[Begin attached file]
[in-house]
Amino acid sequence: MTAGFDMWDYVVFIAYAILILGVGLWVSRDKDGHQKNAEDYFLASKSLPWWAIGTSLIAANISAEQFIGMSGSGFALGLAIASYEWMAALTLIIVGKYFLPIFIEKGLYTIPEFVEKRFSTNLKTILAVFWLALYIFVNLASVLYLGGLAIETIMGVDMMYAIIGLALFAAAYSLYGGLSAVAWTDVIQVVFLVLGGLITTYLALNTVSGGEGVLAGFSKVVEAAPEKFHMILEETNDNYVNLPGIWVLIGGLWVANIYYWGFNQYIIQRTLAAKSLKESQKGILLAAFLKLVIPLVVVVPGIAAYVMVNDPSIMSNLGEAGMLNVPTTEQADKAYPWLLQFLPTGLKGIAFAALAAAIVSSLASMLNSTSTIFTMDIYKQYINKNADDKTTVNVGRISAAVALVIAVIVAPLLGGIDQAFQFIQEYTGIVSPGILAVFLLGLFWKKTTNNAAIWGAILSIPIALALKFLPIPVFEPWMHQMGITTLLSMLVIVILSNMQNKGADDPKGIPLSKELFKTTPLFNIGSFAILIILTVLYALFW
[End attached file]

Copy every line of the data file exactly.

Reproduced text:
[in-house]
Amino acid sequence: MTAGFDMWDYVVFIAYAILILGVGLWVSRDKDGHQKNAEDYFLASKSLPWWAIGTSLIAANISAEQFIGMSGSGFALGLAIASYEWMAALTLIIVGKYFLPIFIEKGLYTIPEFVEKRFSTNLKTILAVFWLALYIFVNLASVLYLGGLAIETIMGVDMMYAIIGLALFAAAYSLYGGLSAVAWTDVIQVVFLVLGGLITTYLALNTVSGGEGVLAGFSKVVEAAPEKFHMILEETNDNYVNLPGIWVLIGGLWVANIYYWGFNQYIIQRTLAAKSLKESQKGILLAAFLKLVIPLVVVVPGIAAYVMVNDPSIMSNLGEAGMLNVPTTEQADKAYPWLLQFLPTGLKGIAFAALAAAIVSSLASMLNSTSTIFTMDIYKQYINKNADDKTTVNVGRISAAVALVIAVIVAPLLGGIDQAFQFIQEYTGIVSPGILAVFLLGLFWKKTTNNAAIWGAILSIPIALALKFLPIPVFEPWMHQMGITTLLSMLVIVILSNMQNKGADDPKGIPLSKELFKTTPLFNIGSFAILIILTVLYALFW